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Research identifies side road designs to support new Highway Code

2 June 2023

New research from the University of the West of England (UWE) has identified side road designs that encourage drivers to give way to pedestrians and cyclists waiting to cross – as required by recent changes to the Highway Code.

The aim of the UWE project was to provide a basis for better side road designs, so that risk for road users is reduced.

This was achieved by analysing and categorising different types of provision, investigating the risk reduction of different designs, understanding how road users behave in different circumstances, and why they behave in the way they do. The team at UWE Bristol expects this well researched evidence base to underpin future design standards and guidance and help make roads safer for everyone.

The Road Safety Trust grant allowed them to explore in depth the issues linked to the design of side road layouts and the way priority is offered to different users. Understanding user behaviour allowed them to provide recommendations for principles to be adopted for further developments in making streets more comfortable, attractive and safe for all users.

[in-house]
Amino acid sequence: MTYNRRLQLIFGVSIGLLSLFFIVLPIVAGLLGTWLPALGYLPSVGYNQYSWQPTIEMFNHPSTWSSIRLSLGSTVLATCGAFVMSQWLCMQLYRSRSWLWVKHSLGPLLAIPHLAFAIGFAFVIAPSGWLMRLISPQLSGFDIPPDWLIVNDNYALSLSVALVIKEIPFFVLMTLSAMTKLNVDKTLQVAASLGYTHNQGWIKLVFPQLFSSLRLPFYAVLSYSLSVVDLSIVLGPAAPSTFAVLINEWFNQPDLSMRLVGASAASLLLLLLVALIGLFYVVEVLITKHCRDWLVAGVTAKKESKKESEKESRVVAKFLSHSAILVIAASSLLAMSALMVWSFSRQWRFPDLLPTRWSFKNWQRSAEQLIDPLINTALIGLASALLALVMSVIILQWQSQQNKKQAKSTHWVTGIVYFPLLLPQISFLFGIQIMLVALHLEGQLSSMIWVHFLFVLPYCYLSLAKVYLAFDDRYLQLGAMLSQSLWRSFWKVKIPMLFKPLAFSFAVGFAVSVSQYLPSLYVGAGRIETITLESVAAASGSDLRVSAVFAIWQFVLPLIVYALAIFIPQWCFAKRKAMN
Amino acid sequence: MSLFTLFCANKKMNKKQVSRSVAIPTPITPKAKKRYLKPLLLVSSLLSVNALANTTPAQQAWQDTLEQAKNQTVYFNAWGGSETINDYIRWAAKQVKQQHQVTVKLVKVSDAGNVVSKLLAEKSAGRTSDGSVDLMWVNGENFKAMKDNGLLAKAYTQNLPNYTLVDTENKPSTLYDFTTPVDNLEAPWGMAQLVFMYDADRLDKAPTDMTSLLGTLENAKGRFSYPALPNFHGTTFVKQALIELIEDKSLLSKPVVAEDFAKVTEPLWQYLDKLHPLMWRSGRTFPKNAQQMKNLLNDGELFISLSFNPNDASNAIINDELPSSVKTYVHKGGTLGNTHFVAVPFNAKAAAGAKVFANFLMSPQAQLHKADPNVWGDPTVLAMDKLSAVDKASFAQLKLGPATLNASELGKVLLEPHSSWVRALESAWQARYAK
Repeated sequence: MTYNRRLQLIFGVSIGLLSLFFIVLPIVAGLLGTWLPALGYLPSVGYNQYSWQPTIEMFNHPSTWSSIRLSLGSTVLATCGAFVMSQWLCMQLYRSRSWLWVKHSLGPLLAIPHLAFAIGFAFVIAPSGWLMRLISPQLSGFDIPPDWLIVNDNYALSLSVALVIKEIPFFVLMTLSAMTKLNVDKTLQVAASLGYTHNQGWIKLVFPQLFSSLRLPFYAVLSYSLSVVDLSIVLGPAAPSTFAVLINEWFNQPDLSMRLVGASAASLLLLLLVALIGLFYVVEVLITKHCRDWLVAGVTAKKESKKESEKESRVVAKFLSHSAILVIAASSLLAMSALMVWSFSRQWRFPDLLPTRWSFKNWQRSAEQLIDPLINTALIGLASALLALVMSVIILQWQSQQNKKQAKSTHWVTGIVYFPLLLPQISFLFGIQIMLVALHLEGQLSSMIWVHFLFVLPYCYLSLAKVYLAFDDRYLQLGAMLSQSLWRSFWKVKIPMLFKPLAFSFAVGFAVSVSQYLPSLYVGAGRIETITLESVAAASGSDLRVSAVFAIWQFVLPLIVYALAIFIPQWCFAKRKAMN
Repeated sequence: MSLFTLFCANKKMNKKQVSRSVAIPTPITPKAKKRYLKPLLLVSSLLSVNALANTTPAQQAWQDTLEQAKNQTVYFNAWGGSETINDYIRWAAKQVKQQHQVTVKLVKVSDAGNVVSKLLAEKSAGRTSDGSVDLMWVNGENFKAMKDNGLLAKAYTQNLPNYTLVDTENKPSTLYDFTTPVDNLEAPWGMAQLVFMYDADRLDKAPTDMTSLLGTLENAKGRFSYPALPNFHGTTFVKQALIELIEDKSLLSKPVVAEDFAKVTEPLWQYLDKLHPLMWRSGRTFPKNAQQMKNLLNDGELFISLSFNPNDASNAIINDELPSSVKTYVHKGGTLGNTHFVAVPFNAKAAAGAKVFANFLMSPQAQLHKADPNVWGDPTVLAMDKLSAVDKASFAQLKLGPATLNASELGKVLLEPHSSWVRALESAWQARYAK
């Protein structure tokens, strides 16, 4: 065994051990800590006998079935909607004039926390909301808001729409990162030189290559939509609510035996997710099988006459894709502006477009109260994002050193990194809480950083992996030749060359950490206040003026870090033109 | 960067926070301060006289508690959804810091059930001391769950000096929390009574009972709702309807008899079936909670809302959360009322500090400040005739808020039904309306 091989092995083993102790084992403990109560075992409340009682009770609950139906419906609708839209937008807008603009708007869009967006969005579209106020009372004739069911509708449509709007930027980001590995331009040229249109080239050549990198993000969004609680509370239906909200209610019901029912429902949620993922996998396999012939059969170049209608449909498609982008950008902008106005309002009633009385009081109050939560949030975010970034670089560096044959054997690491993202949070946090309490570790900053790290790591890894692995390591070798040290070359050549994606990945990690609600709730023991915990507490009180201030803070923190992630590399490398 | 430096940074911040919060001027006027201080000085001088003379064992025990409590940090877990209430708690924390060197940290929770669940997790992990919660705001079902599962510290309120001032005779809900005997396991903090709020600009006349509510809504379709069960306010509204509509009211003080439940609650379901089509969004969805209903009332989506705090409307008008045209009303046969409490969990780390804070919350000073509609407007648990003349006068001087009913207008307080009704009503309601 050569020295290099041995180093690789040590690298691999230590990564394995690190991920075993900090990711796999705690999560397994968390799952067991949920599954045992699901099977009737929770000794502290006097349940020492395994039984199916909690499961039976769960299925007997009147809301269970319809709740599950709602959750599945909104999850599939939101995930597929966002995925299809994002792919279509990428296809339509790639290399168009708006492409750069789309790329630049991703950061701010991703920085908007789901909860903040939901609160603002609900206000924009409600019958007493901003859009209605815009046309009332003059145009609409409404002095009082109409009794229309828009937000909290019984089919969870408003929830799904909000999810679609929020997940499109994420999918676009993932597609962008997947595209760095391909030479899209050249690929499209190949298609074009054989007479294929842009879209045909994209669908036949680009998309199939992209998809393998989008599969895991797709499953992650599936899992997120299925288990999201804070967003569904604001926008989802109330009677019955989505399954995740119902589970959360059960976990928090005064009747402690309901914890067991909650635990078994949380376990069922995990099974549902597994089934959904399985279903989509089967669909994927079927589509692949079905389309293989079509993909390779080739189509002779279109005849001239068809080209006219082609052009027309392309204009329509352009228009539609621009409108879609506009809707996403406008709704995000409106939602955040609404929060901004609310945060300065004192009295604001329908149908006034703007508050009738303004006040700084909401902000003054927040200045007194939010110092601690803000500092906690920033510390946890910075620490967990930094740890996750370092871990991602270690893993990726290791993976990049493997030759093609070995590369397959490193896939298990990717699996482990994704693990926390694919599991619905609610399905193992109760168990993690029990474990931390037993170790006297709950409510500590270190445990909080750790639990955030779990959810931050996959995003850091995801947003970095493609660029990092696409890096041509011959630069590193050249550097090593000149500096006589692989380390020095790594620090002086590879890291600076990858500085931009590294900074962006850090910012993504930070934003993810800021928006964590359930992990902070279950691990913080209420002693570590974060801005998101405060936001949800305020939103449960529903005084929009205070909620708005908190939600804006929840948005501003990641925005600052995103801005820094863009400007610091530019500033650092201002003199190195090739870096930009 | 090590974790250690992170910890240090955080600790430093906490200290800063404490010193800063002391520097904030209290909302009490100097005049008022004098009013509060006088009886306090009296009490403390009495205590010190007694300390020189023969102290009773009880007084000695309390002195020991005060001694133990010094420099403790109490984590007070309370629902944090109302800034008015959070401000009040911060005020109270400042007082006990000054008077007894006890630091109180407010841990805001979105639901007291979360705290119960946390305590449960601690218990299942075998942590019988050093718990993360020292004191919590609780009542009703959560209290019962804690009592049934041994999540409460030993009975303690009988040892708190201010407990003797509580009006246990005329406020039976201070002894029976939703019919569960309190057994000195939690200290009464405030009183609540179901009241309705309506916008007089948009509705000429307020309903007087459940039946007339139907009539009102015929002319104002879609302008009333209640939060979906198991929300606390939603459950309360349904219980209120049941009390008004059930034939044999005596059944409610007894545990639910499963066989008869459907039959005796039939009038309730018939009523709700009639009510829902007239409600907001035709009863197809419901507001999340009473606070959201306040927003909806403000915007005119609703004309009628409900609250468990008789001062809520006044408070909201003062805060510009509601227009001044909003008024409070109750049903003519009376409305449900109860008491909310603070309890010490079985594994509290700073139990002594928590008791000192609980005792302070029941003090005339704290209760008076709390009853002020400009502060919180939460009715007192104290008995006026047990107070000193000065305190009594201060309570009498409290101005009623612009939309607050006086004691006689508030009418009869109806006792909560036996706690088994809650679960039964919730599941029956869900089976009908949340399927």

Researchers set out to understand the impacts of enhanced side road designs that both increase priority and reduce risk for people walking and cycling, which they said is particularly significant because of changes to the Highway Code that came into effect from January 2022.

These changes mean drivers turning in or out of a side road should now give way not only to pedestrians and cyclists who are crossing but also to waiting pedestrians and approaching cyclists.

The research team from UWE’s Centre for Transport and Society, observed behaviour at different types of side road crossing, and revealed two designs where drivers were more likely to give way:

  • Marked Priority crossings (above) with so-called ‘parallel crossings’ that have a zebra for pedestrians and priority markings for the cycle track crossing.
  • Design Priority crossings (below), also called continuous footways, where priority is reinforced by the layout and surface materials.


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